We don't call this a "blow-out" sale for nothing - the prices are irresistible, especially if, like me, you're a big fan of shrubs for low-maintneance, high-mpact gardens. I just wish I had the space to add more - this week, before the sale is over or they're sold out.
I'm a huge fan of Spireas, the large group of flowering shrubs that breeders are doing great things with these days and more gardeners are discovering every year. No longer are Spireas just huge mounds of cascading white flowers - the old-fashioned 'Bridal Wreath' type. As much as I love them, too, gardeners need smaller types to choose from, and longer periods of bloom. And this 'Neon Splash' Spirea delivers on both counts. The rebloom you see here is from late August, and the shrubs will deliver another surprise in the fall - red foliage. 'Neon Splashes' are also nice and compact - just 3 by 3 feet. I've found Spireas to be surprisingly drought-tolerant and trouble-free.
Nandinas are another plants I find myself frequently recommending to homeowners, because they're sooooo tough and one of the very few evergreen shrubs that can take shade. And unlike some plants that overpower the houses they're planted in front of (especially yews) they stay nice and narrow. And unlike the full-size species Nandina, the 'Gulf Stream' variety doesn't need pruning to prevent legginess - Gulf Streams stay full and relatively short, at 3-3.5 feet in height. And check out the range of leaf color these Gulf Streams exhibit throughout the year.
'Gold Dust' Acuba
Another long-time favorite of mine is 'Gold Dust' Acuba, shown here thoroughly hiding an ugly garage and nicely paired with hostas, and then in detail at our Davidsonville store. I've found Acuba to be super-drought-tolerant and a real do-er that brightens up the darkest of spots. They're vigorous growers that can be hacked back to any size and shape with no fear of being harmed by inexpert pruning. So if you want to keep yours shorter than their ultimate height of 6 to 10 feet, no problemo. They're also easy to start from cuttings, in case you're feeling generous with your friends and neighbors. These are on sale for $12.
Next is the Dappled Willow 'Hakuro Nishiki', a plant I haven't grown but would dearly love to - for its gorgeous foliage, which emerges pink in the spring, matures to a creamy white and green, then becomes yellow in the fall. But the show's not over yet because the stems turn red in winter. And what a lovely cascading shape they have! At 4-6 feet tall and 5-7 feet wide I don't have room for one in my little townhouse garden but am holding out hope that the breeders will develop a dwarf variety soon. These good-sized shrubs are just $15.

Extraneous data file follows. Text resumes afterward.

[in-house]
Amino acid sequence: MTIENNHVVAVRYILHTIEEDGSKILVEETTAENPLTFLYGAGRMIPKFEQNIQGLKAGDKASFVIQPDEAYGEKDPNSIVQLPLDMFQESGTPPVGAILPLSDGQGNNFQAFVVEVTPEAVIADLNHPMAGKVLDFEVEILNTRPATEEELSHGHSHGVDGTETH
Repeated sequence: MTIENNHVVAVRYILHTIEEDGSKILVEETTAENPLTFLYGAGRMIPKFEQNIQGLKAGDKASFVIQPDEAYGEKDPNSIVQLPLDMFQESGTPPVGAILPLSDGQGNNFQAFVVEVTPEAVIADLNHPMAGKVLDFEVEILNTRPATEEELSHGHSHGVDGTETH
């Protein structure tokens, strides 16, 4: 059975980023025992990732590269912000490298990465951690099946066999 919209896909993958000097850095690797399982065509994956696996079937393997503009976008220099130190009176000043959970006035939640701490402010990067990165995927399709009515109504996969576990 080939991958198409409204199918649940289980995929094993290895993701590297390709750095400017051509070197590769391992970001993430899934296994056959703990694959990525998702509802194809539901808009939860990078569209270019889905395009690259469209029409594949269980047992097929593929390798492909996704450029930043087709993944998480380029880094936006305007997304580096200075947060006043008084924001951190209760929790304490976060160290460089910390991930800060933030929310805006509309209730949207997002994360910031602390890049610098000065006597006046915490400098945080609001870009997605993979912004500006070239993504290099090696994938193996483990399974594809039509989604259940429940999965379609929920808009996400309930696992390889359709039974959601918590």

Another plant I regret not having room to grow is a fig or two, especially the 'Brown Turkey' that you see here. It's the most popular variety in our area because it survives our winters with no problem and is so darn productive. though my garden doesn't have enough space or sun, a nearby neighbor does and she lets us all snack on the figs any time we want. And this time of year I find reasons to walk by this generous neighbor at least daily. Sometimes twice a day. There's nothing like a fresh-picked fig.
And finally, our woodies manager Joseph Panossian made sure I saw the 'red Emperor' Japanese Maples in his department because in addition to their beauty, they're reduced from $120 to just $30. Already quite large, they'll grow to the nice garden size of 15-18 feet tall by 12-15 wide and be this gorgeous dark red all season - until they become a bright fire-engine red in the fall. It's happy in partial sun, can take full sun, and with its Asian look and dramatic shape, it adds "pop" to the garden all year.
Those are just the ones that caught my eye - there are MORE. While supplies last, of course.